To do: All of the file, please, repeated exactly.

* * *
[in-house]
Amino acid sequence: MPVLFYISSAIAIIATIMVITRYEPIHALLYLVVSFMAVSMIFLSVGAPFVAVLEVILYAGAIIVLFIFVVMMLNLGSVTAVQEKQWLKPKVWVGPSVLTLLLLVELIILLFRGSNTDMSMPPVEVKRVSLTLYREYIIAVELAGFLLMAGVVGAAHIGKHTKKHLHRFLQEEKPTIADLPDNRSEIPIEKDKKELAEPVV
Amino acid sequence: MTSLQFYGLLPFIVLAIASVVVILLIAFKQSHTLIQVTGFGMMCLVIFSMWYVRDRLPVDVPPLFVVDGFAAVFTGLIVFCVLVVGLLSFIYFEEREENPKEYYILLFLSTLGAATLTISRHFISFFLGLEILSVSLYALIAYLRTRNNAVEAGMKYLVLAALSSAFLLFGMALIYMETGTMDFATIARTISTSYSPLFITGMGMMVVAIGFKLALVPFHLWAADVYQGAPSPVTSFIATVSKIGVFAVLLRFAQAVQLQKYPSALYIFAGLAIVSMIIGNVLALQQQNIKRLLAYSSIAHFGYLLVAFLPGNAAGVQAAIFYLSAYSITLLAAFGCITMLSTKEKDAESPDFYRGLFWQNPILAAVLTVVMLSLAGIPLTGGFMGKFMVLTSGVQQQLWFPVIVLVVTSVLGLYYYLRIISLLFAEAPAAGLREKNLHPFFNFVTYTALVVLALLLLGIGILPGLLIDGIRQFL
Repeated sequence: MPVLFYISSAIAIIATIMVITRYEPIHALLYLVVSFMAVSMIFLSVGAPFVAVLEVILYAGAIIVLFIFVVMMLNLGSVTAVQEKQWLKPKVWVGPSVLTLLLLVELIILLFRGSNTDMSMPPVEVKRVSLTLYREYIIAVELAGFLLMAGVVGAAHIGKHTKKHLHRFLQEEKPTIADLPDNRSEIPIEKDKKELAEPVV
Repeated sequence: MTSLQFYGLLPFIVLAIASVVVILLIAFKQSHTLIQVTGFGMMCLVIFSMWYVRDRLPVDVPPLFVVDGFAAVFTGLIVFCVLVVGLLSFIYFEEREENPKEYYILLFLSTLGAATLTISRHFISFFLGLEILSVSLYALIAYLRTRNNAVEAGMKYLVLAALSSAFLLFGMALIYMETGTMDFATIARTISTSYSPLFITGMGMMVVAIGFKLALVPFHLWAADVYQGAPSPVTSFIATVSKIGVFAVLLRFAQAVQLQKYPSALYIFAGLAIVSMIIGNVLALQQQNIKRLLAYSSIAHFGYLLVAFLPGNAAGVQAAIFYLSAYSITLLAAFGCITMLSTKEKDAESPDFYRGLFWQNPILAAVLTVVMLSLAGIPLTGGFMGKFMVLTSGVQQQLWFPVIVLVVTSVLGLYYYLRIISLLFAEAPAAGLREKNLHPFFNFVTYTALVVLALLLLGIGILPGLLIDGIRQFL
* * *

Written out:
[in-house]
Amino acid sequence: MPVLFYISSAIAIIATIMVITRYEPIHALLYLVVSFMAVSMIFLSVGAPFVAVLEVILYAGAIIVLFIFVVMMLNLGSVTAVQEKQWLKPKVWVGPSVLTLLLLVELIILLFRGSNTDMSMPPVEVKRVSLTLYREYIIAVELAGFLLMAGVVGAAHIGKHTKKHLHRFLQEEKPTIADLPDNRSEIPIEKDKKELAEPVV
Amino acid sequence: MTSLQFYGLLPFIVLAIASVVVILLIAFKQSHTLIQVTGFGMMCLVIFSMWYVRDRLPVDVPPLFVVDGFAAVFTGLIVFCVLVVGLLSFIYFEEREENPKEYYILLFLSTLGAATLTISRHFISFFLGLEILSVSLYALIAYLRTRNNAVEAGMKYLVLAALSSAFLLFGMALIYMETGTMDFATIARTISTSYSPLFITGMGMMVVAIGFKLALVPFHLWAADVYQGAPSPVTSFIATVSKIGVFAVLLRFAQAVQLQKYPSALYIFAGLAIVSMIIGNVLALQQQNIKRLLAYSSIAHFGYLLVAFLPGNAAGVQAAIFYLSAYSITLLAAFGCITMLSTKEKDAESPDFYRGLFWQNPILAAVLTVVMLSLAGIPLTGGFMGKFMVLTSGVQQQLWFPVIVLVVTSVLGLYYYLRIISLLFAEAPAAGLREKNLHPFFNFVTYTALVVLALLLLGIGILPGLLIDGIRQFL
Repeated sequence: MPVLFYISSAIAIIATIMVITRYEPIHALLYLVVSFMAVSMIFLSVGAPFVAVLEVILYAGAIIVLFIFVVMMLNLGSVTAVQEKQWLKPKVWVGPSVLTLLLLVELIILLFRGSNTDMSMPPVEVKRVSLTLYREYIIAVELAGFLLMAGVVGAAHIGKHTKKHLHRFLQEEKPTIADLPDNRSEIPIEKDKKELAEPVV
Repeated sequence: MTSLQFYGLLPFIVLAIASVVVILLIAFKQSHTLIQVTGFGMMCLVIFSMWYVRDRLPVDVPPLFVVDGFAAVFTGLIVFCVLVVGLLSFIYFEEREENPKEYYILLFLSTLGAATLTISRHFISFFLGLEILSVSLYALIAYLRTRNNAVEAGMKYLVLAALSSAFLLFGMALIYMETGTMDFATIARTISTSYSPLFITGMGMMVVAIGFKLALVPFHLWAADVYQGAPSPVTSFIATVSKIGVFAVLLRFAQAVQLQKYPSALYIFAGLAIVSMIIGNVLALQQQNIKRLLAYSSIAHFGYLLVAFLPGNAAGVQAAIFYLSAYSITLLAAFGCITMLSTKEKDAESPDFYRGLFWQNPILAAVLTVVMLSLAGIPLTGGFMGKFMVLTSGVQQQLWFPVIVLVVTSVLGLYYYLRIISLLFAEAPAAGLREKNLHPFFNFVTYTALVVLALLLLGIGILPGLLIDGIRQFL